See Them as a Person, Not an Illness
Mental illness is not the full picture, it’s just a portion. Treating them as humans, as you would with respect, as you would any human.
Identifying Self-soothing Techniques
Not only for you but also for them. Oftentimes when we go from zero to 100, or when we’re spiraling, it’s because we feel like we don’t have the adequate resources to stay afloat. So we may start to slowly drift from: “Wow, for the past month, I was thriving, and now I’m starting to struggle a little bit more and a little bit more frequently”.
Being Willing to Learn
Whether that looks like learning from them by dialoguing, asking questions if they’re open to sharing and teaching, not ultimately expecting that, or whether it’s looking like you figuring out other avenues to learn and apply what you’re learning throughout your relationship.
Being patient, and being mindful of triggers are also interventions. Meeting them where they are as opposed to meeting them where you’d hope they should be. So when we get to “should” we start thinking in error? “Well, you should be over it. You should be able to get out of bed by now. It’s been however many days or however many months”. And so when we can step down to their level and comfort and really see them, it does wonders and ultimately create safety. Because you have acceptance when you meet someone where they are.
Reflecting on Why You Value the Relationship
I’m sure most of you have heard of the honeymoon stage. Most predictors research, given that some of this starts to die down at approximately six months up to the year. That’s where you really get to see the true colors and how you operate and feed off one another. So reflecting on why you value the relationship might not come as easy because we become masters at pointing out the things that possibly bother us what our partner does.
“Oh, can’t stand they do this. Oh, I’m so not pleased with this.”
I encourage you and I challenge you to do the exact opposite. Create a culture of appreciation. And actually, verbalize it. Sometimes it may be right. You’re looking at your partner. “Oh, wow. throughout the ups and downs, this is the one thing they’re humor. I just love that about them.”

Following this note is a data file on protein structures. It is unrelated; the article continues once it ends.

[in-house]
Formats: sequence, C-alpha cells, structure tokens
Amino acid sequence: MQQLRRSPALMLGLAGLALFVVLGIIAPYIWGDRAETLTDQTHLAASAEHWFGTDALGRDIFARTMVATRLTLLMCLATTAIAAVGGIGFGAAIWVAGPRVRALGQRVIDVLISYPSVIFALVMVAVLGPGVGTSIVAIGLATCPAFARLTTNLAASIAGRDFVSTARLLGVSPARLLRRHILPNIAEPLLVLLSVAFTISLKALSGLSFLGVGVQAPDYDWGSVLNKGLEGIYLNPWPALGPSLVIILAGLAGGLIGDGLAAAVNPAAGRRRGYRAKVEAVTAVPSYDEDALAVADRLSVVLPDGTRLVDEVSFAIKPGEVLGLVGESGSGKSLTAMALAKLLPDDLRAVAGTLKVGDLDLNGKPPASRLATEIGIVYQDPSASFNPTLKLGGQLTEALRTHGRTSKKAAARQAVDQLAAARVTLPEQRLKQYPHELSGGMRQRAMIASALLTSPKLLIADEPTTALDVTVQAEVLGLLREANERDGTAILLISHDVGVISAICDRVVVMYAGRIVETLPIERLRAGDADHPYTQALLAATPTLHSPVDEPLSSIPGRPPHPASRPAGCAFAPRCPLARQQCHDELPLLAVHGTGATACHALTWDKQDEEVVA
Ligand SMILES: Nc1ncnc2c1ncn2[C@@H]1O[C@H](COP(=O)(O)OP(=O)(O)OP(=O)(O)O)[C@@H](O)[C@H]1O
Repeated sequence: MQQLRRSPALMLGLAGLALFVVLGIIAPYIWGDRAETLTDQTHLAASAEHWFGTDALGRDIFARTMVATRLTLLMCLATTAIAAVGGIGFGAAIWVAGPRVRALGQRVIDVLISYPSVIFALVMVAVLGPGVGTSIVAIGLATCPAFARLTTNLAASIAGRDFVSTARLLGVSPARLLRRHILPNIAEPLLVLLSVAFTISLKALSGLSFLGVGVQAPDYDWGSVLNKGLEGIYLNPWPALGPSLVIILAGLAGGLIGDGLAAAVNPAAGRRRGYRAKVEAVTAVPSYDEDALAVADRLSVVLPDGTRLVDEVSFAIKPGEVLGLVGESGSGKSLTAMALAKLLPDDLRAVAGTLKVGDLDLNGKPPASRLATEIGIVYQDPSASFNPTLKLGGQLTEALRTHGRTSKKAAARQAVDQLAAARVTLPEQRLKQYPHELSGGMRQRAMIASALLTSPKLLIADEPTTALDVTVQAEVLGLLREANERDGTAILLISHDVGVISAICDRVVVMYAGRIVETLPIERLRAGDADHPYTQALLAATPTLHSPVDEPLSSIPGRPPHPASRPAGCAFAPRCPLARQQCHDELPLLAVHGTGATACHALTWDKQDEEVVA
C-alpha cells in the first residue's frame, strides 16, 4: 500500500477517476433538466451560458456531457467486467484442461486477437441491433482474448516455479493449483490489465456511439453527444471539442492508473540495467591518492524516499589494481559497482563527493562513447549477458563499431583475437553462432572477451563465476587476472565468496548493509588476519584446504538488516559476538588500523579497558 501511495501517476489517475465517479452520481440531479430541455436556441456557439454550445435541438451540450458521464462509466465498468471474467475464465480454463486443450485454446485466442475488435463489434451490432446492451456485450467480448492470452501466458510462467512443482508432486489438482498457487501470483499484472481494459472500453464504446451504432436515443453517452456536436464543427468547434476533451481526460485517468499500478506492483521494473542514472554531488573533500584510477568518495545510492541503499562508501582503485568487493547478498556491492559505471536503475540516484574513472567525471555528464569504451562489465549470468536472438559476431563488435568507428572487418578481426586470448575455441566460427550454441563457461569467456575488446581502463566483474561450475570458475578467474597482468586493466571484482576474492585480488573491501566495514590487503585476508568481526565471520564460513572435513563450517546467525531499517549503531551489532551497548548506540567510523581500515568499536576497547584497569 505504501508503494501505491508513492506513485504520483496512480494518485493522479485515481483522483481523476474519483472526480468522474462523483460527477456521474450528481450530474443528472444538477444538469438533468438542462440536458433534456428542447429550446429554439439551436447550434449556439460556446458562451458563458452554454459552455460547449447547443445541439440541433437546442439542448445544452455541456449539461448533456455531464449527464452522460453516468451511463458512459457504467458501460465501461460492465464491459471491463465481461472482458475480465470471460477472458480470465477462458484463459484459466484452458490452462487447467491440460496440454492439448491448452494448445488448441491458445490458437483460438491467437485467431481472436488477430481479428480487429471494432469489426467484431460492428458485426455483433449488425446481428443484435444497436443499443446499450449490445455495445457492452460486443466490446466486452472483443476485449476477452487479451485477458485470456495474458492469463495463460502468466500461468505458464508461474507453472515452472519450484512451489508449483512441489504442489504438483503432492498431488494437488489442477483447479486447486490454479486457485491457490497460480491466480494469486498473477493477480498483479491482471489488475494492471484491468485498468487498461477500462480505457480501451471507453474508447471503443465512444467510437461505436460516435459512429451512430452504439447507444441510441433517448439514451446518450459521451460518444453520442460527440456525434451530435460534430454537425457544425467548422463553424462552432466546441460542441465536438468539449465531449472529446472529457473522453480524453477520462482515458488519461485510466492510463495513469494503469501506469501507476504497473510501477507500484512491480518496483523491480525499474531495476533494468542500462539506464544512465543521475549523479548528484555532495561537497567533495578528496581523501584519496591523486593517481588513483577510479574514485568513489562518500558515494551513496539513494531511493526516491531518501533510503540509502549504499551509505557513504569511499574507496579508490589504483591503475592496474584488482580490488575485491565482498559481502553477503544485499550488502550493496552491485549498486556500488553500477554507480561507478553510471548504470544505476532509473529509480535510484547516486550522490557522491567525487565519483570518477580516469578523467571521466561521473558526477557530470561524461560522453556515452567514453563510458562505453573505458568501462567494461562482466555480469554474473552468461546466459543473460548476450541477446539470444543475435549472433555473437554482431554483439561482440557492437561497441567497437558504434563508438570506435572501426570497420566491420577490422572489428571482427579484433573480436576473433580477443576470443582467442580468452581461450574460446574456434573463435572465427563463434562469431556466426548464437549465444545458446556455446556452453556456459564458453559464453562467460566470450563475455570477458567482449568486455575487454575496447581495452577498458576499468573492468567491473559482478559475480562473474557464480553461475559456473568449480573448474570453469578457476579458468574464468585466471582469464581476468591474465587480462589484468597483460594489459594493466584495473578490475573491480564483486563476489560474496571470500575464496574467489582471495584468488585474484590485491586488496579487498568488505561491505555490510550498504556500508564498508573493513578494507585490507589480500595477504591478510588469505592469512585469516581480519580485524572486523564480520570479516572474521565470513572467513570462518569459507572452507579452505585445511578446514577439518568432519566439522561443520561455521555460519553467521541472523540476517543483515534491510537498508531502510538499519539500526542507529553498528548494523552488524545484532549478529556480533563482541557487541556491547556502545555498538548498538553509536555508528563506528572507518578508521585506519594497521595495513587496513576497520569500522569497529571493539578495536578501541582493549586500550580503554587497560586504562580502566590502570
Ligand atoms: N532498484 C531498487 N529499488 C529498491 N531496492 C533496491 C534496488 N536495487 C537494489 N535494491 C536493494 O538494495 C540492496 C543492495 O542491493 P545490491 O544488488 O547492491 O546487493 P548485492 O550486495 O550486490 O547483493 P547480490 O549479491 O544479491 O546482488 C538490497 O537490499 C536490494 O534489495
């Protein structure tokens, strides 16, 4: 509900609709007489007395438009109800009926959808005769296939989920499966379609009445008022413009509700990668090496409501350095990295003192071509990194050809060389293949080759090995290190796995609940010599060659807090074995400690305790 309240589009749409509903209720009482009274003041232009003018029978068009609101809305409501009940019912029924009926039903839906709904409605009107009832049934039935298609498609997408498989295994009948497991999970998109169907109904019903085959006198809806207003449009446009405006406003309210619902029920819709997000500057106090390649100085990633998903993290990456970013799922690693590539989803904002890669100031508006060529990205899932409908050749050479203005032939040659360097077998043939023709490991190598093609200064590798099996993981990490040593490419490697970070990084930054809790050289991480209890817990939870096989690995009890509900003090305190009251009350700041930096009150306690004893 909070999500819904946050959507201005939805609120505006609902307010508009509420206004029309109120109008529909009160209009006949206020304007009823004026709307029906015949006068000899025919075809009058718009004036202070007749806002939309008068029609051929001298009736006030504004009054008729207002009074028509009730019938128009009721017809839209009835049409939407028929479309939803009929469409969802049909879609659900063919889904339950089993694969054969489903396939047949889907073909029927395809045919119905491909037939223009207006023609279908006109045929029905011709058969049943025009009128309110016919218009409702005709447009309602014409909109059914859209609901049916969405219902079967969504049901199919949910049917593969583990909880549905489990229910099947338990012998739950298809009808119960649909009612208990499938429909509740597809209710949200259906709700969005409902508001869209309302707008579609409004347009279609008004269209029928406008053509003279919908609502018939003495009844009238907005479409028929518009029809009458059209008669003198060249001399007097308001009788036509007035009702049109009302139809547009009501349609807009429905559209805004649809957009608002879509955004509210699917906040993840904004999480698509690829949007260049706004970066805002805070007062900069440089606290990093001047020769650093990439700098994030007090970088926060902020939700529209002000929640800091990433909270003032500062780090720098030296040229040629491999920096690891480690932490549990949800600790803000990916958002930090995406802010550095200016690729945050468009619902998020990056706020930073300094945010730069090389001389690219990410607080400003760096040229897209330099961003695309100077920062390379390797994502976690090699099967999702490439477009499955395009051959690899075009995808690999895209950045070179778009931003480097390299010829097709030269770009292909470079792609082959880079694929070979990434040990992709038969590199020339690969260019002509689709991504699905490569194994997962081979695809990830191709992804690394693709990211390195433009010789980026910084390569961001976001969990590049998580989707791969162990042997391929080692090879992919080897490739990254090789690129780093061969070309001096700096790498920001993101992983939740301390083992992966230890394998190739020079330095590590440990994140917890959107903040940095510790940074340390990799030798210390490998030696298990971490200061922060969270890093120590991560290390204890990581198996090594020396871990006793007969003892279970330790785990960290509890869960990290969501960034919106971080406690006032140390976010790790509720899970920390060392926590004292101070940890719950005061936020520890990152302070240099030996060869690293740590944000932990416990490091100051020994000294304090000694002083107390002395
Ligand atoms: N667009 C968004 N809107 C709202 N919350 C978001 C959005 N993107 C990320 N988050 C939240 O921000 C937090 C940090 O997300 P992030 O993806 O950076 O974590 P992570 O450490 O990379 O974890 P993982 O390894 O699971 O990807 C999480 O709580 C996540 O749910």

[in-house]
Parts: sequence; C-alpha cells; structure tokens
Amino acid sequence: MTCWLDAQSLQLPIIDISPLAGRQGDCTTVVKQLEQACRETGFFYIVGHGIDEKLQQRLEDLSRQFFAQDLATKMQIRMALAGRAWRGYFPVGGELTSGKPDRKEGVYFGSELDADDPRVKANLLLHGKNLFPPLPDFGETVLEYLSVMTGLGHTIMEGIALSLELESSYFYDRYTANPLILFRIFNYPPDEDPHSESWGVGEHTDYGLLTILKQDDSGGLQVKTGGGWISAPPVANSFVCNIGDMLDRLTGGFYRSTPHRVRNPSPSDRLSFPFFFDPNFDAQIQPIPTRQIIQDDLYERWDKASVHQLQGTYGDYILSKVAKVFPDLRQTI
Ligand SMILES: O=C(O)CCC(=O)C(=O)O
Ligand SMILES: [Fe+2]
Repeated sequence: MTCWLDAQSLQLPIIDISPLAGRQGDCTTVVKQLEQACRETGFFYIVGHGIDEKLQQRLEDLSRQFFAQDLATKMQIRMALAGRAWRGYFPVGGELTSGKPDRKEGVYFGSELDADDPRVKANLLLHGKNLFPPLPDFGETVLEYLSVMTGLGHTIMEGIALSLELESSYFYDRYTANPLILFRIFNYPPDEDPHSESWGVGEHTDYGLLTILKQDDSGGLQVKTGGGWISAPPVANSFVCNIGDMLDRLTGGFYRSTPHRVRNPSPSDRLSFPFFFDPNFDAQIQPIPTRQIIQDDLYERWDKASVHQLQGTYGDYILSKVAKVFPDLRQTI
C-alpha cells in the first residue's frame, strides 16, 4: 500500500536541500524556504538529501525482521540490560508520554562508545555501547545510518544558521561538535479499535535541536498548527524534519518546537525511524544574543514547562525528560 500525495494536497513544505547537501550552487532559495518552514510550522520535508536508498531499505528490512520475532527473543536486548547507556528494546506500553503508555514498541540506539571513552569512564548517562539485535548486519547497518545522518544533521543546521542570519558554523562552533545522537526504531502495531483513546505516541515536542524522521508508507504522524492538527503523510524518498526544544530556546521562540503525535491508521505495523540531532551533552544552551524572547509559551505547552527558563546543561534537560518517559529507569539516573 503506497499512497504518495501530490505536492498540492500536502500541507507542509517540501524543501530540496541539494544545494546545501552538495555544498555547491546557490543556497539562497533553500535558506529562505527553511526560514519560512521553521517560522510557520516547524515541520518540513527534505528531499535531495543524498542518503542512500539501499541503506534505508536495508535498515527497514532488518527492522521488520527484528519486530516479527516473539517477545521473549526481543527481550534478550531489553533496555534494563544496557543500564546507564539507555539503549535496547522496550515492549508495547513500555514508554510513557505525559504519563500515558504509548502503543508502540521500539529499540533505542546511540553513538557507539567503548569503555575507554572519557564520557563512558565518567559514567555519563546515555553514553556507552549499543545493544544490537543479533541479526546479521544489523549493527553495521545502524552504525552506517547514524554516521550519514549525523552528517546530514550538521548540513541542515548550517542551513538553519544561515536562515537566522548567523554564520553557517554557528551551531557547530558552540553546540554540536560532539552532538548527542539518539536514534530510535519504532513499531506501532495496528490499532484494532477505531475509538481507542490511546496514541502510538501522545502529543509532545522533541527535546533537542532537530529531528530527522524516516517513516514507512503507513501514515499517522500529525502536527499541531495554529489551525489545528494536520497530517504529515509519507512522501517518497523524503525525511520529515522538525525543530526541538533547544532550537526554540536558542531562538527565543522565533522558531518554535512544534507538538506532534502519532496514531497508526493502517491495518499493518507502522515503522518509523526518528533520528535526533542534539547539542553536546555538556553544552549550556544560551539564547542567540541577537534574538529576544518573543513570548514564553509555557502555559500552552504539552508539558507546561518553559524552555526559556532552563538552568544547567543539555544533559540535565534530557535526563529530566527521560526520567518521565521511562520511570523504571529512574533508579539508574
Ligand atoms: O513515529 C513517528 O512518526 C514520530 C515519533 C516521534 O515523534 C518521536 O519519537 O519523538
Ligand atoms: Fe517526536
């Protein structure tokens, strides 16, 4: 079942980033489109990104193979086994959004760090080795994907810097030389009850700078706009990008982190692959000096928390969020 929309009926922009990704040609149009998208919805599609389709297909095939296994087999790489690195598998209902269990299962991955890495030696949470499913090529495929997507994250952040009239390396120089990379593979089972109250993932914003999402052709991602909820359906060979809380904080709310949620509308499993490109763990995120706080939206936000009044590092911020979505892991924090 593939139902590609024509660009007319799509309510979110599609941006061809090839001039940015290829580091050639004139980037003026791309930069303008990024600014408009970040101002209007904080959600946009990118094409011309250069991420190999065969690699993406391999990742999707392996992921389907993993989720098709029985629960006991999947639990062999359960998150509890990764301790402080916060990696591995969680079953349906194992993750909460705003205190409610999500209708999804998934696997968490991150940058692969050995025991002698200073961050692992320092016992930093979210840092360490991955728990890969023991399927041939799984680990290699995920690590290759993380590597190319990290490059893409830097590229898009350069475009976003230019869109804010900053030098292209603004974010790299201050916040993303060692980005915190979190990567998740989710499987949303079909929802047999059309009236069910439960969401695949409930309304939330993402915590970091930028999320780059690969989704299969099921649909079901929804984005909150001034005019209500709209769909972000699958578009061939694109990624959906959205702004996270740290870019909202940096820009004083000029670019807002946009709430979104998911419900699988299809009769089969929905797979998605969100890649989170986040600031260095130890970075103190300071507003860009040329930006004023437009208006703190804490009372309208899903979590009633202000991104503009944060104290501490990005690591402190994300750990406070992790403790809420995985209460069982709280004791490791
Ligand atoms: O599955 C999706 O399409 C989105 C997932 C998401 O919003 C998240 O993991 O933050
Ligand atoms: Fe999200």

Maybe you’re keeping it to yourself, encourage you to vocalize. Those things that you write are keeping you charmed and admired and present in the relationship.
What comes to mind when you hear the word toxic?
Some of these words from the word cloud might resonate. But what comes to mind when you hear the word toxic and think about it?
Are you the toxic one?
Not a good environment or person, a negative relationship. When you think of toxic, ultimately, it’s probably not a relationship that’s going to be able to be going on quite long because you get burnt out. So we’ll get to the definition in just a bit.
What comes to mind when you hear abuse?
Of course, there are several different forms of abuse. Especially in intimate relationships.
What comes to mind when you hear that word? There are different things here. Humiliation, bashing, emotional, sexual, and mistreatment. So I see learned behavior, which is a good valid point. So some of this could be in history and generational history of where the barrier is and it gets passed down from generation to generation. “I was abused. So possibly I abused.”
Reactive and autopilot are very different from acting and thinking things through, just second nature. So as we get into this, I like to highlight at any stage of experiencing abuse, there’s ultimately a cycle of abuse mixed with mental illness.
Sometimes it can be a situation where manipulation and gas lighting and things of that nature can be used in hopes of deeming you to stay in the relationship. So I just like to highlight that if at any point you are in a situation experiencing abuse, I definitely encourage a form of an exit strategy.
The Difference Between Toxic versus Abuse
Toxicity: An unhealthy relationship dynamic
Abuse: About power and control, a need to control a person’s thoughts, actions, feelings, etc. Severity and frequency are key differences.
So toxicity is definitely an unhealthy relational dynamic. However, abuse very much differs because of the intensity. Abuse at the end of the day is about power and control. So oftentimes this can be shown in different elements.
Maybe it is through financially. “I’m going to cut you off and make you more dependent slowly but surely. Maybe it is in different avenues of I’m going to say things that have you doubting yourself.” We call that gaslighting. Of where you start to lose part of that intuition and trust and ability.
“Can I actually trust myself? Am I making the right decision or becoming reliant on my partner to do all of the decision-making?” So although in a toxic environment or relationship you do feel exhausted, it’s likely not something that can go on forever. When it comes to abuse, it is a lot more lethal in a way and also comes with a lot more blind spots.
When we’re in the cycle of beginning stages and they always say when you’re in love, oftentimes it’s easy to experience and let some of those red flags fly. When you can make an active choice about what you entail, what you deserve, and what you want, you can start to recreate some of those dynamics and move away from toxicity to healthier lines by implementing boundaries.